Episode Information

WWL: Legislative Roundtable
Where We Live - with John Dankosky
Aired:
06/03/2009
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In this episode:

As the legislative session ends, House and Senate leadership race to balance budget

 

Episode Audio

49:00 minutes (23.52 MB)
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Connecticut’s current legislative session adjourns today, but budget talks have been unsuccessful, and a special session will convene tomorrow.  The budget stalemate could continue throughout the month – in part because The Governor and the Legislature still can’t agree on exactly how big the deficit is--It might be as high as 8.7 billion over the next two years.

Coming up, Where We Live, we’ll talk with governor Rell, legislative leaders, and capital reporters about the budget crisis as we hit this important deadline. Rell and Republican leadership oppose levying any new income taxes, as the democrats have proposed. They’re relying instead on deep spending cuts, borrowing, and expanded gambling revenue to dig the state out of its hole. After months of stalemate—what’s next?


 
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intoxicants versus gambling as a source of revenue

some of the same people who decried marijuana decriminalization [as immoral] are quick to embrace keno. a sin by any other name? how is one permissible while the other is not?

Facebook comment from Shawn Lang

From DC today, why will they not look at the revenue side in a realistic way? We have a regressive tax structure which only works in good times. We nee a more progressive tax structure which will sustain the state in good economic times and bad. We cannot responsibly balaance this budget with cuts alone which will disproportionately impact the state's most vulnerable people. 

Editor's note from Dankosky

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Email from listener Don Gonsalves

Dear Sir:
 
I was very,very  disappointed that you did not have call in today on the budget. I believe a lot of people could have contributed to this discussion. As usual the politicians in both parties did not answer the real questions or issues. I would have loved to make a few comments and then asked for their replies. Both parties are wrong .
I would have made the following comments
 
1. State spending is simply to large to start with. Even if revenue was on plan we would actually have a serious deficit. At the present time we have an obligation to state workers and teachers of $65 billion for retire pensions and health care costs. The present amount we have is only $19 billion or a shortfall of $46 billion which is staggering. What do they plan to do about this and when?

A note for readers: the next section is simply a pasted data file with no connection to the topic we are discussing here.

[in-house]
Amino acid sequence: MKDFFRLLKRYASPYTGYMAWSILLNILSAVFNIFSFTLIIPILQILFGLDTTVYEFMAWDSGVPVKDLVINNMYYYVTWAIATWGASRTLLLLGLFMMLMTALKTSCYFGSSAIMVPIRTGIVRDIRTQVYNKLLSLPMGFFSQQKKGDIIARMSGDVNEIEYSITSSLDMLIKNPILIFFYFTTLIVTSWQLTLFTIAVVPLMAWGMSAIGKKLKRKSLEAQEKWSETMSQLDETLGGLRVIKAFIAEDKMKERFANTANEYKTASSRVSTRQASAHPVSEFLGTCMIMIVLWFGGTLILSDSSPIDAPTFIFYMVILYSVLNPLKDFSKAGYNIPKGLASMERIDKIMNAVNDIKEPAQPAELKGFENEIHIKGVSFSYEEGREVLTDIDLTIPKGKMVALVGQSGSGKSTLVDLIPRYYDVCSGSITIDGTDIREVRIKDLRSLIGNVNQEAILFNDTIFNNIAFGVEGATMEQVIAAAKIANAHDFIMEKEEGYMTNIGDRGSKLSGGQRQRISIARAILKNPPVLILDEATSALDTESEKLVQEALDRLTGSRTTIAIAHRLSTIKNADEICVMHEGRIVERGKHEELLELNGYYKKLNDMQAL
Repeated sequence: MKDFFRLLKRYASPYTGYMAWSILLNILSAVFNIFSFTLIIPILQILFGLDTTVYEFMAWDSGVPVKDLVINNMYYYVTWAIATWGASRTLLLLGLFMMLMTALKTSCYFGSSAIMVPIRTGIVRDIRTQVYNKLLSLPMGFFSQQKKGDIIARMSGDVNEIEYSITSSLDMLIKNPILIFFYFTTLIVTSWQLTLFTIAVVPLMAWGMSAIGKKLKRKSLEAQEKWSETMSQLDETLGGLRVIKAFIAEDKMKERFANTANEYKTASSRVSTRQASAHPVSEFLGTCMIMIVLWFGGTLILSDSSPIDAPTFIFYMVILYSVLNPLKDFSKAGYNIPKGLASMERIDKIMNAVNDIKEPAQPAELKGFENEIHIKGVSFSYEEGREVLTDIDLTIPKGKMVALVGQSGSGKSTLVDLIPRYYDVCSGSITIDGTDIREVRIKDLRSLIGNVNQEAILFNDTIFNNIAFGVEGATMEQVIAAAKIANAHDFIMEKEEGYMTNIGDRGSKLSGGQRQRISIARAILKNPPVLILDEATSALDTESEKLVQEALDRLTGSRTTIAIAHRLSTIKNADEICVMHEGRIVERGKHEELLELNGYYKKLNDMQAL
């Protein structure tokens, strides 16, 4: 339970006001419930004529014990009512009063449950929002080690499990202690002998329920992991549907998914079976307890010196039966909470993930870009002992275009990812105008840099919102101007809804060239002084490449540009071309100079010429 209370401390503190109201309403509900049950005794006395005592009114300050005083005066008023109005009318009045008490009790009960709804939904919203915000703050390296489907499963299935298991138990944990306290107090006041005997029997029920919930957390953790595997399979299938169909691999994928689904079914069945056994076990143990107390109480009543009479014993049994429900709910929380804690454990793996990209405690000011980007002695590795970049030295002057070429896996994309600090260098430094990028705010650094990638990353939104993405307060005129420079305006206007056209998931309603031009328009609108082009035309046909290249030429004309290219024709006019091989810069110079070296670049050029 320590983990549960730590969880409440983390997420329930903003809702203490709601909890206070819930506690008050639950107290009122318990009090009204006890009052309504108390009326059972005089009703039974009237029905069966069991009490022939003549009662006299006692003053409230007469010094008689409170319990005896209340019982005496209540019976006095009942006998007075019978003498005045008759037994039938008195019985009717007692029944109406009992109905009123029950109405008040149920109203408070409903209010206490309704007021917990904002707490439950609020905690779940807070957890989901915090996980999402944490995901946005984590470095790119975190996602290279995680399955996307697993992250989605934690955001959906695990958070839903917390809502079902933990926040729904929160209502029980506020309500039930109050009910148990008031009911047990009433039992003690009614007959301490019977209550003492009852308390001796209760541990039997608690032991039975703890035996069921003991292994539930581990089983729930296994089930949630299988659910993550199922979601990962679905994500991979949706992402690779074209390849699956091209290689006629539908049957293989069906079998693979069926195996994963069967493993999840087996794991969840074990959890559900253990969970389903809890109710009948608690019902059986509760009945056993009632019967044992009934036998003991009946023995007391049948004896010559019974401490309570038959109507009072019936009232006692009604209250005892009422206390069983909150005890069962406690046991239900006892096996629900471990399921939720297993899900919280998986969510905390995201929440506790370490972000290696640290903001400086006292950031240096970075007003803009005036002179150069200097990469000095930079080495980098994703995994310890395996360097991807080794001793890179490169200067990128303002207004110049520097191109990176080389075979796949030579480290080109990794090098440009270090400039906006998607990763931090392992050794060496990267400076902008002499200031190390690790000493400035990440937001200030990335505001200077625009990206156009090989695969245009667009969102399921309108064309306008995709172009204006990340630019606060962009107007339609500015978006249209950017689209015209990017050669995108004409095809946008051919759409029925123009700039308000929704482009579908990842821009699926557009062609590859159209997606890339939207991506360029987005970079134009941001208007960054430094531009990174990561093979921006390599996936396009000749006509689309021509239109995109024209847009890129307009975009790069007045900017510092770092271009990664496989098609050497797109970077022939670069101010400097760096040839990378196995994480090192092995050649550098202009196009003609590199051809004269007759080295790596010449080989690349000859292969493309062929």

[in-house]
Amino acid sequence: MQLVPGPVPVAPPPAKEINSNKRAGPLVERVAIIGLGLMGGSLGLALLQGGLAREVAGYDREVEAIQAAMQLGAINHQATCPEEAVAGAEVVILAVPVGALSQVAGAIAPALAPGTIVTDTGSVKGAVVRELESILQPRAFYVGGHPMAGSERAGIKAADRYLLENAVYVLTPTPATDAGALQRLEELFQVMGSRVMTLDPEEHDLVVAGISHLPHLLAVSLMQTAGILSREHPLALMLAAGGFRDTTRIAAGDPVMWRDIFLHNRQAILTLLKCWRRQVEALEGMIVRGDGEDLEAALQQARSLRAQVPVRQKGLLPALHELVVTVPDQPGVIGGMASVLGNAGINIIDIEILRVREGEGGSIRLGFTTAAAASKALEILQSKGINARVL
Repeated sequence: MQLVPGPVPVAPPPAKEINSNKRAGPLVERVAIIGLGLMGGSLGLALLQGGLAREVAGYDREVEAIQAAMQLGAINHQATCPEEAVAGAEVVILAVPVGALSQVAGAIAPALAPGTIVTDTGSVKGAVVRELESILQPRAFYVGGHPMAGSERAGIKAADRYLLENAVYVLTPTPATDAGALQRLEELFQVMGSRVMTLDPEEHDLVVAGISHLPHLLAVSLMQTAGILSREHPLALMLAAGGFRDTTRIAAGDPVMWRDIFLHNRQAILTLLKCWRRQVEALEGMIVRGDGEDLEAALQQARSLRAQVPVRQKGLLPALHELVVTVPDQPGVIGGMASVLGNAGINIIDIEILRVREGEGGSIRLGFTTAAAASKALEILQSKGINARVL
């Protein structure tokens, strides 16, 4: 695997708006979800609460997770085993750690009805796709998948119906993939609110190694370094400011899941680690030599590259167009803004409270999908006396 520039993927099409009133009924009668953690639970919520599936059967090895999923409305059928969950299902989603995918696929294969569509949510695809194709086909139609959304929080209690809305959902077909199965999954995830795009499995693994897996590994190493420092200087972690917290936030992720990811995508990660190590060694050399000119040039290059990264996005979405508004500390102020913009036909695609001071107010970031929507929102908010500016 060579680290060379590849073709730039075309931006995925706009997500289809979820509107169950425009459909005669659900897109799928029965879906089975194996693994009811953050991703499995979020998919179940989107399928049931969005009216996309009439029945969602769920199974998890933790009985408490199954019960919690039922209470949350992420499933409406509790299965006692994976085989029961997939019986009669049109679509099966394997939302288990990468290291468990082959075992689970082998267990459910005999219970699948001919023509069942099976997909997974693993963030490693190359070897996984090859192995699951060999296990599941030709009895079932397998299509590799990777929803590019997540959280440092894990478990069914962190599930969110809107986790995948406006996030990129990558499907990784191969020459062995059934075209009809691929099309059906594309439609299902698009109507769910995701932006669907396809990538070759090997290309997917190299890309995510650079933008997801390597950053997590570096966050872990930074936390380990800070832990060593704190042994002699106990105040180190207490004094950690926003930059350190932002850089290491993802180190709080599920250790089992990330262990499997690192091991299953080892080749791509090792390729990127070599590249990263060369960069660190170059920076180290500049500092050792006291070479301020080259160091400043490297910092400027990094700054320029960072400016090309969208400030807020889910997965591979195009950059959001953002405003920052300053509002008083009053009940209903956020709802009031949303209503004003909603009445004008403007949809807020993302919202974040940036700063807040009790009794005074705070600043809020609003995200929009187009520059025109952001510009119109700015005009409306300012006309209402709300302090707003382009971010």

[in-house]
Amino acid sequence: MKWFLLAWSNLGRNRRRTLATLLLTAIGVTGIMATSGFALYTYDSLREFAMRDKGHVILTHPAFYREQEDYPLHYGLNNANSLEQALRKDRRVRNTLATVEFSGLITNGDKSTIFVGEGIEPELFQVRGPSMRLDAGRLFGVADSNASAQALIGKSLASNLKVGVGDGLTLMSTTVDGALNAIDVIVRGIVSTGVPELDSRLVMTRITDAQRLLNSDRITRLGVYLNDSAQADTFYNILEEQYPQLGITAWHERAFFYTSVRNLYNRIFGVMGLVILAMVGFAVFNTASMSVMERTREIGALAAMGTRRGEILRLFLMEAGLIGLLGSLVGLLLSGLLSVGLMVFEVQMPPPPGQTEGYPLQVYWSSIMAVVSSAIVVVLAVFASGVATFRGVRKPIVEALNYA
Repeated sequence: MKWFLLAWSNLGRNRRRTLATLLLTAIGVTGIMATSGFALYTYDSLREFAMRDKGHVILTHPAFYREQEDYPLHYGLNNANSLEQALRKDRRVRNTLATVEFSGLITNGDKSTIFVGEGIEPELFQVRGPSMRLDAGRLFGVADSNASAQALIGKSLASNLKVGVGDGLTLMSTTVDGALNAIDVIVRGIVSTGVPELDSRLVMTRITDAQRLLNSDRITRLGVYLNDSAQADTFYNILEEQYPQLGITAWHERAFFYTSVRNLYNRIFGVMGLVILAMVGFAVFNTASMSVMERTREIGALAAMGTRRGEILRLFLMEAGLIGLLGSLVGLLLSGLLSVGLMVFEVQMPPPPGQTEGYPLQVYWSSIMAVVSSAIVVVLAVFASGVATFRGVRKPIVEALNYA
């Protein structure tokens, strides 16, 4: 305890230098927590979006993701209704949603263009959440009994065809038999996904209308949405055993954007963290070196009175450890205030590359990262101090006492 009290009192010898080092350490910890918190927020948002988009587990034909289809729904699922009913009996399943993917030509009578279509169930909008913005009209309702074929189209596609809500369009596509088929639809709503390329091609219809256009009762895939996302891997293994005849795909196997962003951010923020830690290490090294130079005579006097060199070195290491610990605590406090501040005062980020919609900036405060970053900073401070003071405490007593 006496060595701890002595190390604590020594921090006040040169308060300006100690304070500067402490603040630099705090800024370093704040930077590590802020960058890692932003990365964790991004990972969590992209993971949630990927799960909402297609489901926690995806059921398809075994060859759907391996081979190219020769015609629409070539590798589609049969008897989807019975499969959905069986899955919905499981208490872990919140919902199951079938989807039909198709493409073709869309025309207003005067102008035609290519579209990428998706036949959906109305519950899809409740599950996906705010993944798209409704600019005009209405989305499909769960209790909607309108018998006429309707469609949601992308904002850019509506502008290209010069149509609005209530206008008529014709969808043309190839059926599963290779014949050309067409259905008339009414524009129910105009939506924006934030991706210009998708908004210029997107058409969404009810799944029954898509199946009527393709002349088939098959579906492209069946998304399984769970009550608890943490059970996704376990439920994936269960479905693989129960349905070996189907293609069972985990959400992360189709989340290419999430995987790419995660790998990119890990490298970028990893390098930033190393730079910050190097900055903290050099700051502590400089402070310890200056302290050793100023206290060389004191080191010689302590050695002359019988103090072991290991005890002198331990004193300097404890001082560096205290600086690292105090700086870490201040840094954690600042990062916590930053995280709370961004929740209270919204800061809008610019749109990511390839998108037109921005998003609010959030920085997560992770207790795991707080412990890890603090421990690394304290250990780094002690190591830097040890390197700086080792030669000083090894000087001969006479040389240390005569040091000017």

2. The budget agreement between the Goody To Shoe governor and the Unions of $700 million is a complete farce.The real actual savings is only $159 million. Part of the so called savings is a deferral of approximately $200 million to the health/retirement fund which is already underfunded by $46 billion. How can anyone in their right mind say this is a savings. Then there is a so called savings of $208 million for early retirement of 3,000 state workers. There is no savings with so called early retirement as has been proven time after time in the past.No one has ever asked for the assumptions behind this so called savings? Nany Wyman said several times that the records show that these plans never work.
 

3. There was absolutely no mention of the possible bonding of the deficit for this year which I feel is completely illegal. You can only bond if the deficit is a surprise or unexpected. The deficit has been known since last June so it is not a surprise. Perhaps the size is a surprise but I would even question that as I had a letter published in the Hartford Courant last June or a year ago indicating that the budget deficit would be far larger than the $150 million they were forecasting at that time. 

Listener email from Nancy

Why is there a Dept of HIgher Ed? All the colleges have their own Boards of trustees. It is my understanding that no one in the dept of Higher Ed has any higher ed experience. I have been told they are ex-legislators with powerful friends. Is that true?
 
And the Dems suggested eliminating the Assn commissioners, usually political appointees. That proposal is going nowhere.
 
Together these 2 cuts would save a lot of money.

Listener email from Kenric

Good Morning John, Ann and Ted,

As a resident of New London, I have been supportive of property tax reform in CT.  I have been supporting the bill in the House, Bill 379, Land value tax pilot in New London.  As the bill has gone through committees it has attracted various limitations, different from our original proposal, but we still want it.

What are the prospects of this legislation getting a vote and potentially passing the vote?

Kenric Hanson

New London Sustainability Committee